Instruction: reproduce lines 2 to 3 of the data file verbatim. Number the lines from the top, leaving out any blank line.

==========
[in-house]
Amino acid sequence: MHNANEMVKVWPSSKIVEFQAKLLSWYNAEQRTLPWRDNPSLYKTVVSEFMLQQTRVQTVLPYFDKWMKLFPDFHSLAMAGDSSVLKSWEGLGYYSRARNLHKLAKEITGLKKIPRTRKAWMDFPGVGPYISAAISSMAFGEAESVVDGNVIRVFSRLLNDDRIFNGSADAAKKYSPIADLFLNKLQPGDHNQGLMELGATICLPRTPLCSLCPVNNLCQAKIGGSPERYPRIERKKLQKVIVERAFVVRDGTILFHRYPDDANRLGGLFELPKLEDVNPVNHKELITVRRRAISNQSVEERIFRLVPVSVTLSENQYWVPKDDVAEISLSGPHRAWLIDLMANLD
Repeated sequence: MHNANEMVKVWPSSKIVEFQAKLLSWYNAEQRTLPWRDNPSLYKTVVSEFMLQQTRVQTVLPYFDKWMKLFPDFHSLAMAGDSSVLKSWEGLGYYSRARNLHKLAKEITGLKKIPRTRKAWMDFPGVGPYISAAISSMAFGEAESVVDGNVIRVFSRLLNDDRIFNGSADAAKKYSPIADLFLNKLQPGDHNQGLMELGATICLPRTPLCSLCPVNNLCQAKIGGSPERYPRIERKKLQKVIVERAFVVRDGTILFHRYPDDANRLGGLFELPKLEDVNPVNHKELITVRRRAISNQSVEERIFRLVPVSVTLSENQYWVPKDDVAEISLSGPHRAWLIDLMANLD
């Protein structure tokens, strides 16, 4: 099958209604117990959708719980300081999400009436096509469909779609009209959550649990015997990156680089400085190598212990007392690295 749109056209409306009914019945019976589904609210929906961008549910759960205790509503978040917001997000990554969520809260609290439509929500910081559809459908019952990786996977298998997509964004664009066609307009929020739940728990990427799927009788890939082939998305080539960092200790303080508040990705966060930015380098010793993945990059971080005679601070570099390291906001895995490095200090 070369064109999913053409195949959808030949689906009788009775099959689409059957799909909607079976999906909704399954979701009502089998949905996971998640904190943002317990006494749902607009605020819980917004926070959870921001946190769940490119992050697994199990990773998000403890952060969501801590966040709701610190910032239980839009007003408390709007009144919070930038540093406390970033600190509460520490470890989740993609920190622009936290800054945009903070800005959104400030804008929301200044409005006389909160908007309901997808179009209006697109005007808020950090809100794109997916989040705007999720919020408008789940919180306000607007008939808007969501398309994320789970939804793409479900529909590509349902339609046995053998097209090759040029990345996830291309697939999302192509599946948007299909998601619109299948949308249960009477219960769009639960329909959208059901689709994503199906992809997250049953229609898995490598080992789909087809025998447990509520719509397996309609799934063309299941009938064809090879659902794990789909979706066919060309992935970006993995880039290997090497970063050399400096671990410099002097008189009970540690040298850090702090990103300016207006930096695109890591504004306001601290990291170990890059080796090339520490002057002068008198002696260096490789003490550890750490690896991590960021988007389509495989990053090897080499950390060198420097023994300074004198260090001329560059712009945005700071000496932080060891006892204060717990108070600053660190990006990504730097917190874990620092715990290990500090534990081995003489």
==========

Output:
Amino acid sequence: MHNANEMVKVWPSSKIVEFQAKLLSWYNAEQRTLPWRDNPSLYKTVVSEFMLQQTRVQTVLPYFDKWMKLFPDFHSLAMAGDSSVLKSWEGLGYYSRARNLHKLAKEITGLKKIPRTRKAWMDFPGVGPYISAAISSMAFGEAESVVDGNVIRVFSRLLNDDRIFNGSADAAKKYSPIADLFLNKLQPGDHNQGLMELGATICLPRTPLCSLCPVNNLCQAKIGGSPERYPRIERKKLQKVIVERAFVVRDGTILFHRYPDDANRLGGLFELPKLEDVNPVNHKELITVRRRAISNQSVEERIFRLVPVSVTLSENQYWVPKDDVAEISLSGPHRAWLIDLMANLD
Repeated sequence: MHNANEMVKVWPSSKIVEFQAKLLSWYNAEQRTLPWRDNPSLYKTVVSEFMLQQTRVQTVLPYFDKWMKLFPDFHSLAMAGDSSVLKSWEGLGYYSRARNLHKLAKEITGLKKIPRTRKAWMDFPGVGPYISAAISSMAFGEAESVVDGNVIRVFSRLLNDDRIFNGSADAAKKYSPIADLFLNKLQPGDHNQGLMELGATICLPRTPLCSLCPVNNLCQAKIGGSPERYPRIERKKLQKVIVERAFVVRDGTILFHRYPDDANRLGGLFELPKLEDVNPVNHKELITVRRRAISNQSVEERIFRLVPVSVTLSENQYWVPKDDVAEISLSGPHRAWLIDLMANLD